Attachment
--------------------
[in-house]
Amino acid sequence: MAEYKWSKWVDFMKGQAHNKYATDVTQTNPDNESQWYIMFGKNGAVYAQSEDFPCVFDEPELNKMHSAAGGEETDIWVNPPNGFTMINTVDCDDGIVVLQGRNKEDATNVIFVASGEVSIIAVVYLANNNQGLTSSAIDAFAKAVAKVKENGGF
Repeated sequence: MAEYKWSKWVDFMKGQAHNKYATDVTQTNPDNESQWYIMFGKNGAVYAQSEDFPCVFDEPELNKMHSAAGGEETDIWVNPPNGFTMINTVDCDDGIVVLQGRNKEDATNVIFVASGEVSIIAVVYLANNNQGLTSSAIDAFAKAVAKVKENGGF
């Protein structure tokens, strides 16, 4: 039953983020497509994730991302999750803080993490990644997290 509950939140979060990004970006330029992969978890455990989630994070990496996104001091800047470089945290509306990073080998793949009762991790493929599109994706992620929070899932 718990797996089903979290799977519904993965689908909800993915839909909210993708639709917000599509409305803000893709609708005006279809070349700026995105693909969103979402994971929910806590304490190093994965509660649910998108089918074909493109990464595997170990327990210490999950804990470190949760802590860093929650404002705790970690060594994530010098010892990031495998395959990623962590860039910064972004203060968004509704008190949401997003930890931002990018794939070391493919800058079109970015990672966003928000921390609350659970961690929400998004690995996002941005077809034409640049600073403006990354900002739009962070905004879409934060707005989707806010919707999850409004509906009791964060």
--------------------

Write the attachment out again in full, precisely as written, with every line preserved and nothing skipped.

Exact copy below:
[in-house]
Amino acid sequence: MAEYKWSKWVDFMKGQAHNKYATDVTQTNPDNESQWYIMFGKNGAVYAQSEDFPCVFDEPELNKMHSAAGGEETDIWVNPPNGFTMINTVDCDDGIVVLQGRNKEDATNVIFVASGEVSIIAVVYLANNNQGLTSSAIDAFAKAVAKVKENGGF
Repeated sequence: MAEYKWSKWVDFMKGQAHNKYATDVTQTNPDNESQWYIMFGKNGAVYAQSEDFPCVFDEPELNKMHSAAGGEETDIWVNPPNGFTMINTVDCDDGIVVLQGRNKEDATNVIFVASGEVSIIAVVYLANNNQGLTSSAIDAFAKAVAKVKENGGF
């Protein structure tokens, strides 16, 4: 039953983020497509994730991302999750803080993490990644997290 509950939140979060990004970006330029992969978890455990989630994070990496996104001091800047470089945290509306990073080998793949009762991790493929599109994706992620929070899932 718990797996089903979290799977519904993965689908909800993915839909909210993708639709917000599509409305803000893709609708005006279809070349700026995105693909969103979402994971929910806590304490190093994965509660649910998108089918074909493109990464595997170990327990210490999950804990470190949760802590860093929650404002705790970690060594994530010098010892990031495998395959990623962590860039910064972004203060968004509704008190949401997003930890931002990018794939070391493919800058079109970015990672966003928000921390609350659970961690929400998004690995996002941005077809034409640049600073403006990354900002739009962070905004879409934060707005989707806010919707999850409004509906009791964060």